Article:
Thursday, 13 March 2008

The Darling Budget - Winners and Losers

My impartial and simple summary of the budget. Cutting thru all the political non sense, also having lived in Scotland I am fluent in the language which is handy as the last two chancellors and most of our cabinet are Scots.

Losers first - the usual suspects:

1. Smokers: Cigarettes up 11p a packet (no surprise as the budget was on National No Smoking Day)

2. Drinkers: Wine up 14p a bottle, spirits up 55p a bottle, and 4p on a pint of beer. It also announced a 2% above inflation increase on alcohol duty for the next 4 years. Sobbering!!

3. Car Drivers: Chelsea Tractors and eco unfriendly cars are targeted with a major reform to the vehicle excise duty in order to reduce carbon emmissions - some claim this to be a green envy tax more than a green environental tax. From 2009, the lowest carbon polluting cars will pay no road tax in the first year, and as this has to be paid for, there will be a new higher rate for the highest carbon polluting cars. Fuel tax will rise by 5p per litre, and funding is planned for a road pricing project to tackle conjestion. He did mumble on about posponing a 2p rise in fuel tax from April to October (6 months) ... thank you Alistair. Remember that he has had an awful lot of extra tax recently due to the record high levels of fuel anyway. A cannie boy.

Winners - no surprises

1. Pensioners: Increase in Winter Fuel Allowance by £50 for the over 60's (£200 to £250), and over 80's get an increase of £100 (£300 to £400) Generous as this seems, pensioner lobby groups have called for more because of the huge hikes in charges by the energy companies. In fairness the Chancellor did say he wanted to see better pricing from energy companies for the most vulnerable - but did not back it up with any action.

2. Families claiming benefit: From October 2009, families on benefit will be better off working, becaused of planned changes to the eligibility standards for council tax and housing benefit. He also announced an increase in child benefit to £20 a week from April 2009, with an extra £17 a week for poor families with one child.

3. Savers with low incomes: The Treasury pilot scheme of "Savings Gateways" which assist people who have not been able to save because of their very low incomes will be expanded nationally in 2010. In this scheme the Government will match fund what low income savers manage to save.

4. Gift Aid: The Government will maintain Gift Aid at 22% in April, despite the fact that the Basic Rate of tax will fall to 20% (announced last year).

5. Key public sector workers: those who buy Government supported 'affordable' housing schemes will not pay Stamp Duty until they own 80% of their home. This will be very few people. Shame he did not help the millions of first time buyers, who thanks to the Northern Rock disaster have much tougher lending criteria.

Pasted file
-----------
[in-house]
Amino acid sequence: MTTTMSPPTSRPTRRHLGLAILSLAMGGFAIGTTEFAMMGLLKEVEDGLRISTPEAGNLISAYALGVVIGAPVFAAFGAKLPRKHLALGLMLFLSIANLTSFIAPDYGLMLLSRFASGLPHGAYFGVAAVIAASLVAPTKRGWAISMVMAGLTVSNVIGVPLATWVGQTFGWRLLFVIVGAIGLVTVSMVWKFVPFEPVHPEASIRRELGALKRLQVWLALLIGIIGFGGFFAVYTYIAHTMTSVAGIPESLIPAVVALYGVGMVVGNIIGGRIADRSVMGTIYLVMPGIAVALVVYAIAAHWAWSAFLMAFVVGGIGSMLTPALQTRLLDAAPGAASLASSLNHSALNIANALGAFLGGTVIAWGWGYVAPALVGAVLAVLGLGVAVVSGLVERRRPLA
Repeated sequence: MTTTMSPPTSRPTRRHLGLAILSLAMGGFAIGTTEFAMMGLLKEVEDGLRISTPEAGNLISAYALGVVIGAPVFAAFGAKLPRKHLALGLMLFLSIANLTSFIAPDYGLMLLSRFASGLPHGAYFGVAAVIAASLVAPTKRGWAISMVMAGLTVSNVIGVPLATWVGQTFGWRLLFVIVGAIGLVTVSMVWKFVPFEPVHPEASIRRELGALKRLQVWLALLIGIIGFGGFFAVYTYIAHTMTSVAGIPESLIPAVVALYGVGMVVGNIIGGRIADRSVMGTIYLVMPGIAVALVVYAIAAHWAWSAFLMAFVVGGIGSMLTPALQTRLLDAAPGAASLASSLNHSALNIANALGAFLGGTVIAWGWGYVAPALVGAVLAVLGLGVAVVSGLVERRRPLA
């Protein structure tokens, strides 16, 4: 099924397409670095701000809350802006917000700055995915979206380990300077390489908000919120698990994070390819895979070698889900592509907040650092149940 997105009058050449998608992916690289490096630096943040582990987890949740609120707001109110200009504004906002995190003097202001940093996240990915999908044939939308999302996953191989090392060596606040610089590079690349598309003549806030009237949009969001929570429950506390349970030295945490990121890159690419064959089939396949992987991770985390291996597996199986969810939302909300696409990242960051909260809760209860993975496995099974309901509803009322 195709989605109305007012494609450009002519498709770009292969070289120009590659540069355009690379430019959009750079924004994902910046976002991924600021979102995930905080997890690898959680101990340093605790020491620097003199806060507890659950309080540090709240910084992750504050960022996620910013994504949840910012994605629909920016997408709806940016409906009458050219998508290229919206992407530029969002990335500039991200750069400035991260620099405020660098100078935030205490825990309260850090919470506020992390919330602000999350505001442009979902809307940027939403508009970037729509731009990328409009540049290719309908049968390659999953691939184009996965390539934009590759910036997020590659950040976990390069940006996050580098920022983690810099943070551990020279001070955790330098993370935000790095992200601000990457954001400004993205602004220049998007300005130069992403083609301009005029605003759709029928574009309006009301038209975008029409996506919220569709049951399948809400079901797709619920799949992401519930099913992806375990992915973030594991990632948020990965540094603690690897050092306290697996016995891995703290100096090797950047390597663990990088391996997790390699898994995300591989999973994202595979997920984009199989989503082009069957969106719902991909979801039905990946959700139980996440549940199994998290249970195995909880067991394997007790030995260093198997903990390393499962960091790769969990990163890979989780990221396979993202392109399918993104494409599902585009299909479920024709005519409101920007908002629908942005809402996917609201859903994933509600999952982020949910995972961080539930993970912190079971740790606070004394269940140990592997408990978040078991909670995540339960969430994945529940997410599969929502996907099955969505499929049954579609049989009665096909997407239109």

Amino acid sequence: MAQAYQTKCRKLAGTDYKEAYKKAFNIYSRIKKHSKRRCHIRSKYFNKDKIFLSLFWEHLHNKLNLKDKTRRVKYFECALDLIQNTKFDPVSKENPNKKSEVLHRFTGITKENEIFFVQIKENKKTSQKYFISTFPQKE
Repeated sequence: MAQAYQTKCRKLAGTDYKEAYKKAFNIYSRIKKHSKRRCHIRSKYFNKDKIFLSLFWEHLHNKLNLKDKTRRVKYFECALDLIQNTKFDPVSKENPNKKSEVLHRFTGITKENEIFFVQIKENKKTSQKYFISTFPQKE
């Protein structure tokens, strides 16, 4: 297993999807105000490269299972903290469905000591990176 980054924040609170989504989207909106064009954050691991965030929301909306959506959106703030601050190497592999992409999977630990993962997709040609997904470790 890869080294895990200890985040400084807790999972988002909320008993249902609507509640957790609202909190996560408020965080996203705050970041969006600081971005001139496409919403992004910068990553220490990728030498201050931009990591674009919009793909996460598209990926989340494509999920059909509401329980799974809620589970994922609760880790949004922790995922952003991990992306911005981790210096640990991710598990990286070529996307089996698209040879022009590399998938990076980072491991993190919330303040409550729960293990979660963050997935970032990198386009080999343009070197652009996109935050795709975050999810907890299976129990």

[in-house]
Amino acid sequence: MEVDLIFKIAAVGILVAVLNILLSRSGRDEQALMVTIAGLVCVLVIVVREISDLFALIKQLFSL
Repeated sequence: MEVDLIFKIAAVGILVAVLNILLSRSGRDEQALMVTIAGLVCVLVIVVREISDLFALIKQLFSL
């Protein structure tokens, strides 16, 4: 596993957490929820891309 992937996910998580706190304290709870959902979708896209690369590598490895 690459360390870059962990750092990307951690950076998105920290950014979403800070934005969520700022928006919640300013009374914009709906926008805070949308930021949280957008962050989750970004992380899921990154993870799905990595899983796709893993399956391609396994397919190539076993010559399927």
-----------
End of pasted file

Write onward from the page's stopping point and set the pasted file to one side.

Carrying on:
.... most of you reading this blog!!

The Budget will leave many council leaders scratching their heads over how to deliver better services with less money, according to the Local Government Association. Its chairman, Sir Simon Milton, welcomed the announcements of more money to deal with child poverty and the focus on green issues, but he said Alistair Darling had given little to local authorities.

Sir Simon said, “At first look, the Budget gives little relief to town halls struggling to balance the books. Many council leaders will be scratching their heads as they try to work out how they will deliver ever better services for local people with less money than in recent years and with greater demands on services.”

Responding specifically to the Chancellor’s announcement on sites for 70,000 new homes, Sir Simon said local authorities needed assurances that enough money would be made available for the roads, schools and hospitals that would be needed to ensure the new developments were places where people wanted to live rather than desolate dormitories.

The Association’s vice-chair, Sir Jeremy Beecham, said the measures to reform Council Tax benefit would be an important step towards targets on child poverty but more needed to be done, given that 1.8 billion pounds of the benefit goes unclaimed each year. “This is a positive move, but there are further proposals that councils could work with the government on to improve take-up,” Sir Jeremy added.

In the wake of Mr. Darling’s moves to encourage energy companies to reduce tariffs, the LGA also repeated its call for every home in the country to be insulated as a way of dealing with fuel poverty. Councillor Paul Bettison, Chairman of the LGA’s Environment Board, said power companies were making eye-watering profits at the expense of families.

Finally the LGA supported the announcement of new funding for the development of road pricing technology but said pricing could not be considered in isolation. Its Transport spokesman, Councillor David Sparks said ministers had to loosen their grip and devolve transport funding and powers to local authorities.

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